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  1. Introduction.
  2. The notion of power and voting power.
  3. The Shapley-Shubik power index.
  4. Decisions at the Council of the CAB.
  5. The advantages of Shapley-Shubik power distribution.
  6. Conclusion.
  7. References.

France is administratively divided in ?communes?, the smallest territorial division of the country, usually corresponding to a city or a village. The number of communes in France, including overseas territories, is 36 782. This high number leads to huge disparities in terms of population and geographical surface. For instance, 90% of the communes have less than 2000 inhabitants and only a hundred have more than 50 000 inhabitants. To make their administrative management easier, the state decided in 1971 with the law ?Marcellin? to give the possibility for neighbouring communes to gather in a collective structure (hereafter called intercommunalité) in order to develop common projects. The idea is that two communes would be financially better-off in supplying together a public good, a swimming-pool for instance, that would be accessible to their inhabitants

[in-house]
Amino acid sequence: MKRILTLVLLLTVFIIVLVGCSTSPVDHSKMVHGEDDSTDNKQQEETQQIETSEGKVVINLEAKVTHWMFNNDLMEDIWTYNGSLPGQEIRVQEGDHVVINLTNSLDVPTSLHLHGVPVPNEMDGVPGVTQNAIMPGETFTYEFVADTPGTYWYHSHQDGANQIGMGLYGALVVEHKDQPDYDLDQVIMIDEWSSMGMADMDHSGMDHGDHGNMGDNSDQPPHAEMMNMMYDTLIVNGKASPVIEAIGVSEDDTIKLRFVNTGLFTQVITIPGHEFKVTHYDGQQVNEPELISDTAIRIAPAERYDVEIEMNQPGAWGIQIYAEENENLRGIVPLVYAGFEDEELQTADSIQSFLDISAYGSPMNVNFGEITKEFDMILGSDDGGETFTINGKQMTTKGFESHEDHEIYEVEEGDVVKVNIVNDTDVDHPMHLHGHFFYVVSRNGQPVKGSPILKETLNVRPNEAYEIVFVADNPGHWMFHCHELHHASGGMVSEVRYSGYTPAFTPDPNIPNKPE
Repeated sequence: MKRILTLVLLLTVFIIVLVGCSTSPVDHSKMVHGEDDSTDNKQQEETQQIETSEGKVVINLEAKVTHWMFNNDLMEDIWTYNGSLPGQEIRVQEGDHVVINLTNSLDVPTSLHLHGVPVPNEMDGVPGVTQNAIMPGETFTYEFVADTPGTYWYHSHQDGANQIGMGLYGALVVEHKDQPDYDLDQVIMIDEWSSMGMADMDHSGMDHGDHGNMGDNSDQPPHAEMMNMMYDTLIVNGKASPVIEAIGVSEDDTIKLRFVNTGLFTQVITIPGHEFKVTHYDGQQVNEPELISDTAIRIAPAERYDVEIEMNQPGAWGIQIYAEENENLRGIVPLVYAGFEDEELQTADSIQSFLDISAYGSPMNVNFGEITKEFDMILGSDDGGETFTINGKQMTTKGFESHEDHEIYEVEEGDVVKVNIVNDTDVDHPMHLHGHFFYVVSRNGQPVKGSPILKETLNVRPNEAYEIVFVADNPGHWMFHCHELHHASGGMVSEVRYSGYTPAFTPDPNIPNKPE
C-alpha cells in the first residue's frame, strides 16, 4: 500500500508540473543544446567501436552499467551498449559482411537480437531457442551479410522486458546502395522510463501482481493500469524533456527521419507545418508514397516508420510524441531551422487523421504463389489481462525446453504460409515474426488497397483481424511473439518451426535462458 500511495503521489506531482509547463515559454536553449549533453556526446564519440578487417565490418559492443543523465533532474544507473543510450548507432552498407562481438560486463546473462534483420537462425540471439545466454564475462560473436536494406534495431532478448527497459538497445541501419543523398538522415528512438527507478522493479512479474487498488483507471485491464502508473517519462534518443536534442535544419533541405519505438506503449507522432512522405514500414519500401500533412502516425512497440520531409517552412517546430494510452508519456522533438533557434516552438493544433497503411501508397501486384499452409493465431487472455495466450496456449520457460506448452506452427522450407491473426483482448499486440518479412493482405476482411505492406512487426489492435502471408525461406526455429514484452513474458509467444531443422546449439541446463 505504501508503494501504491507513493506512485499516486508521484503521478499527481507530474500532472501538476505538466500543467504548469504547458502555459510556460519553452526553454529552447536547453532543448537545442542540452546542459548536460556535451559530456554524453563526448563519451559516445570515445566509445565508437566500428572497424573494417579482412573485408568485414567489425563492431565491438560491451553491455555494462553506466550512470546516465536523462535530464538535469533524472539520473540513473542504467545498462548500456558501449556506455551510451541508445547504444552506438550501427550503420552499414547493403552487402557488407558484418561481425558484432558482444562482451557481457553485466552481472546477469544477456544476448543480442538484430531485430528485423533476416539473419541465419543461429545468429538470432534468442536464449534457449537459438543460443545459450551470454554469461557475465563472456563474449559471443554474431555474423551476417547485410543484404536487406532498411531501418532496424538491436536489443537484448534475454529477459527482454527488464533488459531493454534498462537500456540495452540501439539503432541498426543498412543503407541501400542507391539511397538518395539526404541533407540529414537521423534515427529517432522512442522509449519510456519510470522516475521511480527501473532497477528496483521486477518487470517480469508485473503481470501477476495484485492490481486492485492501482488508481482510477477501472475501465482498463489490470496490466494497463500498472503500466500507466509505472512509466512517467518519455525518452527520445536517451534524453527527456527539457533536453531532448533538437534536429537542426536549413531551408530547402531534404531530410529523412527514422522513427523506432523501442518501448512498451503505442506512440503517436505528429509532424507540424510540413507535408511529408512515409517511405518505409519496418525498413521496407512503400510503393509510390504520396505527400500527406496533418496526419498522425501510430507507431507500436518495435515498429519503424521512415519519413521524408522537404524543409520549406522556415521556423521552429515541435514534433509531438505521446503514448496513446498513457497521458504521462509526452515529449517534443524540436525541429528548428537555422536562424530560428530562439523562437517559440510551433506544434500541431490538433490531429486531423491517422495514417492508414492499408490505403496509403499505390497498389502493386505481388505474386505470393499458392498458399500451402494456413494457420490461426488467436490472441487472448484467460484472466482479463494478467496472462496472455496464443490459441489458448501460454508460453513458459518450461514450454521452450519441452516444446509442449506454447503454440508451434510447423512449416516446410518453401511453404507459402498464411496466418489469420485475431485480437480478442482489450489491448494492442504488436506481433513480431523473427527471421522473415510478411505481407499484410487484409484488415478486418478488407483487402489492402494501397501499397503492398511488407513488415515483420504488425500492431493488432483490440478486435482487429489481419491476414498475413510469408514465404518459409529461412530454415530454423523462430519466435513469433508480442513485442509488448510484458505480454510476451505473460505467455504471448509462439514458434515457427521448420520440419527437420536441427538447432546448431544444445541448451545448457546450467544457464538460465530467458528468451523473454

[...] is pivotal times in order to pass a decision. What we could finally wonder is whether there are other factors that need to be taken into account in order to measure the exact power of the intercommunalité. First of all, the hypothesis that all voting sequences are equally possible does not hold in reality. Indeed, political preferences often play a crucial role in building coalition. In our case, we could also think that geography is an important element: communes that are next to each other are likely to vote together in order to have the public good supplied in their area (or far away if the good is non- beneficial). [...]

[...] goods. We can indeed expect that the commune with the most power will likely be the one where attractive public goods will be built (crèche, pools, parks ) and unattractive public goods will be settled further away from it (rubbish dump). However, it is not because a commune has more delegates than others that it has the most power. This is the idea underlying theories of voting power index. All of these theories (Penrose, Banzhaf, Shapley and Shubik ) have in common the notion of ?pivotal agent' as the most important player in a cooperative game. [...]

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